No headphones were given, just a tour guide who was barely audible as there was another huge group in front of us, and soon enough, another group behind them. You were constantly being rushed from one room to the other.  I could barely hear or understand what was being said.

The worst part is that you are not allowed to take photographs either, something that was not disclosed to us prior to entry. ! Anyway, risking life and limb, and probably the guillotine, l managed to snap a few in the chaos, and here are the fuzzy results.

Take pictures of the palace exterior and you’re good to go. You are not missing much as far as the interior is concerned, especially if you have seen other palaces. Dolmabache interior is mostly a bunch of pink rooms (what is the royal fascination with pink l wonder?). The only answer l can come up with is that in those days, it was quite common to copy the other palaces around the world, and then make yours bigger.

Therefore, Versailles is built, they send their architects to study the design, and then have them come back and repeat the same, right down to the color schemes and gardens. No originality whatsoever.

The half moon window in the image below is where the women had to gather to watch the proceedings going on in the palace rooms. Women were not allowed to be present with the men, and so to follow, they gathered around this window for a glimpse into life they could not experience. Insane!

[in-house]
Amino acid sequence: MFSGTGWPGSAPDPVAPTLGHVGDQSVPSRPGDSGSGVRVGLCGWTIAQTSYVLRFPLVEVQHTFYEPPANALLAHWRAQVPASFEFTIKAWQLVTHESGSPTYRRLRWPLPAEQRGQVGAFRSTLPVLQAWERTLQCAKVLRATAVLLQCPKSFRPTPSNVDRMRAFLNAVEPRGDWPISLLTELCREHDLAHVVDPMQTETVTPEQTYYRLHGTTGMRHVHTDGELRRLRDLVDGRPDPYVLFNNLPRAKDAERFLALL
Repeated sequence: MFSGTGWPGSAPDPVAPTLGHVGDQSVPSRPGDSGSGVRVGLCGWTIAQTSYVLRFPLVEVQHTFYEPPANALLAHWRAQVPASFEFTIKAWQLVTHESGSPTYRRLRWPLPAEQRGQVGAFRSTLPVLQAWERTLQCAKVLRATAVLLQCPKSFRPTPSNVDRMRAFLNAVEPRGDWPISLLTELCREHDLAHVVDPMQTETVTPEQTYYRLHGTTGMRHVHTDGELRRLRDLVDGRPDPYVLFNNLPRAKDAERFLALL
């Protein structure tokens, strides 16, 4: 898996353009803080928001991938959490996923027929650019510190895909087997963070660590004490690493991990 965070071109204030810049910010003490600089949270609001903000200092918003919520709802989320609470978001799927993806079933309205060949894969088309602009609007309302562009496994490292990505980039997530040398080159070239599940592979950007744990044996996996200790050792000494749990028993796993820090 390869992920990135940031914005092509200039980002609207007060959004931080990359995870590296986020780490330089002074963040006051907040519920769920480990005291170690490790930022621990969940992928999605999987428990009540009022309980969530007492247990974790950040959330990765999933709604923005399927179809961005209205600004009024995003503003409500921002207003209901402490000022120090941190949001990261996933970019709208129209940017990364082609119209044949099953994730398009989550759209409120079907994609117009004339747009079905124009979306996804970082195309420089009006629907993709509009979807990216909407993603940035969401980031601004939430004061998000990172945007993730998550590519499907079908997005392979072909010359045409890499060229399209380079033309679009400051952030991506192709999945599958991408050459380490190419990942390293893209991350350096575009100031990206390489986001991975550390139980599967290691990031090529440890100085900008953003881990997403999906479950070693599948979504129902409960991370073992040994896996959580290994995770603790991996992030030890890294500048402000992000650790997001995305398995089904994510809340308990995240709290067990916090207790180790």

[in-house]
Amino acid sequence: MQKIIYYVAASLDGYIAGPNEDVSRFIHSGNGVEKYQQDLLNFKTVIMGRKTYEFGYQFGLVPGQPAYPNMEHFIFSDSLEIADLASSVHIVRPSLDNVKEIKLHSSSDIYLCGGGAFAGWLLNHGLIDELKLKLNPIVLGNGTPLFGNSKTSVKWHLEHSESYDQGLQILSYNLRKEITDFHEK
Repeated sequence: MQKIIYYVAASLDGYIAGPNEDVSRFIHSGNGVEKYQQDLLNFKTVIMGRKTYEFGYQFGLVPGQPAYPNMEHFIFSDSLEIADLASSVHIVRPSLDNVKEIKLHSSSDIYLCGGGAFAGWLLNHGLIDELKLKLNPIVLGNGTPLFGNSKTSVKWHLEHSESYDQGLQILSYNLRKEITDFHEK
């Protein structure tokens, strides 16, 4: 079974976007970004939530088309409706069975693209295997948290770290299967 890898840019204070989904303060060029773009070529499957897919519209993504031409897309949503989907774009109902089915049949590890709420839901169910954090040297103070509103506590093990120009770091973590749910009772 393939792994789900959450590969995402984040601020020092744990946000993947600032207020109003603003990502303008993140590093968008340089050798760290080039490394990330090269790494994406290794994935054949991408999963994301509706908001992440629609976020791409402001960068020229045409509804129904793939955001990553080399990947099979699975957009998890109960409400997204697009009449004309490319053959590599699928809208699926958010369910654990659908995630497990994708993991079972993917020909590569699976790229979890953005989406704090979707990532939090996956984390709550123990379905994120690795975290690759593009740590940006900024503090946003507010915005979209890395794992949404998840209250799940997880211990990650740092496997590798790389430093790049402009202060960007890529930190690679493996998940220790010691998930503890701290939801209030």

The "women's room".

The “women’s room” in the Dolmabahce palace interior. That little window was the only way to see the mens meetings.

 

more pink..

more pink in the interior of the palace. What a shocker! The rugs in various rooms were amazing though, and probably worth it just to see them as l have a fascination with Persian rugs.

 

palace interior when visiting Dolmabahce palace Istanbul

and gilded gold at Dolmabahce palace . It really does remind you of any French palace. I think l had hoped for a more Moorish influence.

 

Visiting dolmabahce palace istanbul interior - marble basin in room to for prayer washing

Hard to snap pics on the sly inside Dolmabahce place, but we tried….this room was cool. The praying room was next to it, so it’s where they wash before prayer. Everything was solid marble and very cold to the touch.

Basilica Cistern Tour:

We also visited the Basilica Cistern. It is located in the Sultanahmet Square and lies below the city. It is so lovely and serene and fish swimming about peacefully. It is quite dark though, you have got to watch your step, but very highly recommended. The columns are gorgeous and there is the upside down Medusa base at the end.